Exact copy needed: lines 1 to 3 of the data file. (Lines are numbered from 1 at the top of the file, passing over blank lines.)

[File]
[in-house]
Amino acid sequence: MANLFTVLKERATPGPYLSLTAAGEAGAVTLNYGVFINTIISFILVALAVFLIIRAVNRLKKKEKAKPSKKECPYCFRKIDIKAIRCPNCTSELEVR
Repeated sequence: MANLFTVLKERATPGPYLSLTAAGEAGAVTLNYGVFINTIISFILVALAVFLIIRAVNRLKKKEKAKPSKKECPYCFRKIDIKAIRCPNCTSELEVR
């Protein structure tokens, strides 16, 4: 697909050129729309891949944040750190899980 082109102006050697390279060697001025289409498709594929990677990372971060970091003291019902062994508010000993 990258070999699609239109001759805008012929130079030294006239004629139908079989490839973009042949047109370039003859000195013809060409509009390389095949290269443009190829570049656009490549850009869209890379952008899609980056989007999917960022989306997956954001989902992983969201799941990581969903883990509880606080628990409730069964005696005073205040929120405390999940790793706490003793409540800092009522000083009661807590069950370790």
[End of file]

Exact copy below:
[in-house]
Amino acid sequence: MANLFTVLKERATPGPYLSLTAAGEAGAVTLNYGVFINTIISFILVALAVFLIIRAVNRLKKKEKAKPSKKECPYCFRKIDIKAIRCPNCTSELEVR
Repeated sequence: MANLFTVLKERATPGPYLSLTAAGEAGAVTLNYGVFINTIISFILVALAVFLIIRAVNRLKKKEKAKPSKKECPYCFRKIDIKAIRCPNCTSELEVR